Is it really over?
A year ago we began the first steps in working on our annual summer mission trip to New Sweden, Maine. Six months ago we opened up the application process. Five months ago we finalized the team and began the real work. A month ago panic started to set in!
And now every time I go on Facebook I see Maine team members wishing they were still up there.
In a lot of ways, this was a trip full of unexpected twists. We lost some team members the week before leaving. Our first day of travel was supposed to be a ten hour drive at most that turned into twelve because of construction. Our activity for that night was rained out meaning a scramble to find something else for all these teens to do to get their energy out! Our second day of driving we woke up to a flat tire. In the rain. Once that was fixed we hit the road; there was no traffic … but the rain was so heavy we only averaged 40 miles per hour for the day! Once we were there, we had rain almost every day, two emergency room trips, and we had to send a leader home early because of a death in her family. We try to plan ahead, but there is no way to predict every possible outcome.
And yet, we had an amazing trip. With a team predominantly made up of middle school students and a handful of high school students, we led a Vacation Bible School that ranged from kids four years old through twelfth grade. Our teens taught lessons, led games, worshiped, taught crafts and prayed with children to accept Christ. We spent hours and hours as a group studying our way through 2 Timothy – the discussion was amazing. We bonded as a group in so many ways; it was exciting to see as a leader that there weren’t cliques or exclusive circles, but that we were one team working and ministering together!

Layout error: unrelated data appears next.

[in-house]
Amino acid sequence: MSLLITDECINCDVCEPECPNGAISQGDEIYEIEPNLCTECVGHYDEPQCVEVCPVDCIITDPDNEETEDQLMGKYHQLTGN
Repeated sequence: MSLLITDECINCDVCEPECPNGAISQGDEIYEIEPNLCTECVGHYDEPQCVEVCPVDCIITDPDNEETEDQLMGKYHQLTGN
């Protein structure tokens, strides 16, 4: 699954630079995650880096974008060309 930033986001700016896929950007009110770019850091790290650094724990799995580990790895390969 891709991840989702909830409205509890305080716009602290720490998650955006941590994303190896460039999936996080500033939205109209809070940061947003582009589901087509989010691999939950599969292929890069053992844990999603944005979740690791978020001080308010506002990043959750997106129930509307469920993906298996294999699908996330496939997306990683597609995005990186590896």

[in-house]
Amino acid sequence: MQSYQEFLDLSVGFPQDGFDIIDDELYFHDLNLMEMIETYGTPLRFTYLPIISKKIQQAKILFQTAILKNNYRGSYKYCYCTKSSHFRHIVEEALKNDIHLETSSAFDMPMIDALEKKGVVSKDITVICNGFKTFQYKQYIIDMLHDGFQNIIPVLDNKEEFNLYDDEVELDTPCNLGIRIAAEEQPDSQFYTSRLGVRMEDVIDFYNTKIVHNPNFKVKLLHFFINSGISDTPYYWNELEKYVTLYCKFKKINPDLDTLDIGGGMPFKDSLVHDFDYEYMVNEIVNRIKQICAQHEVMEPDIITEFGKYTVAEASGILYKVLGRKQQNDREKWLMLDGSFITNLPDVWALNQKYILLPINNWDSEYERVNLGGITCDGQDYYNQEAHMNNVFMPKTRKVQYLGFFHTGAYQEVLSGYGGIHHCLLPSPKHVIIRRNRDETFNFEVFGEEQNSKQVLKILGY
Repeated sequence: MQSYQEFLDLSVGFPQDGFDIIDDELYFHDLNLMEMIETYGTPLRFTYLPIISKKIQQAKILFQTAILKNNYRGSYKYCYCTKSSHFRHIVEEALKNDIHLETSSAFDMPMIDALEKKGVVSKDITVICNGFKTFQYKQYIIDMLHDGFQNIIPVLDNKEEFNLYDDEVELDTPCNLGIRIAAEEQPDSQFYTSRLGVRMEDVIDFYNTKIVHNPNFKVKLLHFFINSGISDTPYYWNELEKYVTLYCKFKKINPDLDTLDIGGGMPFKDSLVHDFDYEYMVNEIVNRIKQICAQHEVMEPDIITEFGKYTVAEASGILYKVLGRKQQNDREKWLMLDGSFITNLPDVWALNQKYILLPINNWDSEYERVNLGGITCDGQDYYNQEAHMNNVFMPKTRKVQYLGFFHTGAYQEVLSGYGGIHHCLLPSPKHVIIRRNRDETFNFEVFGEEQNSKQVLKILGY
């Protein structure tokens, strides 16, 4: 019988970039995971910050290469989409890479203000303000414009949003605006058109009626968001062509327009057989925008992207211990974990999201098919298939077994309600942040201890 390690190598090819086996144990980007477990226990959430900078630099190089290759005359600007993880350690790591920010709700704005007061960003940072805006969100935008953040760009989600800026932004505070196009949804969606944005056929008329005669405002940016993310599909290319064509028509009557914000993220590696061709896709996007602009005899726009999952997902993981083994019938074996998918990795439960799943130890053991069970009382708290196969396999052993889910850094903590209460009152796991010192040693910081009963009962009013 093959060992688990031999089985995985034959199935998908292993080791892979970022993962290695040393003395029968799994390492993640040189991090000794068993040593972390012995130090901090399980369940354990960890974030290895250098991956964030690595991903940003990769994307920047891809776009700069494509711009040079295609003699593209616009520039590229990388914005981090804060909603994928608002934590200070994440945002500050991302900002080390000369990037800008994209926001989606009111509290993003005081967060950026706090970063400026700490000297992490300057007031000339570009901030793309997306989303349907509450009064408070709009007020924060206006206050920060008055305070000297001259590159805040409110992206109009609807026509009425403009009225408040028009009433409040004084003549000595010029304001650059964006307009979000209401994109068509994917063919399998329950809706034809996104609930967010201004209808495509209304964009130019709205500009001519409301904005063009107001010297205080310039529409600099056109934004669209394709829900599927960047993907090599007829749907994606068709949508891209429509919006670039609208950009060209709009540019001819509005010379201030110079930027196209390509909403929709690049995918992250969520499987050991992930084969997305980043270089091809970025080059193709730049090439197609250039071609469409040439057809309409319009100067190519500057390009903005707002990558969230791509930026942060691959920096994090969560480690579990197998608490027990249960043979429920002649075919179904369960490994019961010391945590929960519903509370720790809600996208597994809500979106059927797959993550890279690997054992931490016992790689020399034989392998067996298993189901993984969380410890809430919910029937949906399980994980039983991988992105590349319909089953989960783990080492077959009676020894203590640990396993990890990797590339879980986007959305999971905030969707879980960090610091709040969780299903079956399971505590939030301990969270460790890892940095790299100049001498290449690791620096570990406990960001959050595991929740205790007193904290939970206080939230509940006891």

One of the things I love about how the Maine trip has changed in the last couple years with the smaller team size and many of the older students opting for our other high school only stateside trip, is that it has become an incredible place for discovering new, younger leaders in the group. Kids who might not have stepped up or out with the older leaders around, now have the opportunity to rise to the occasion in powerful ways.
The mission trip to Maine is a labor intensive trip, requiring a LOT out of our volunteer leaders and students. At the same time, it’s one of best places for evangelism training, teaching kids to be teachers, learning to serve, being out of our comfort zones, and serving a real need to our fellow churches in Northern Maine.
I love that our teens are already counting down the weeks to next year.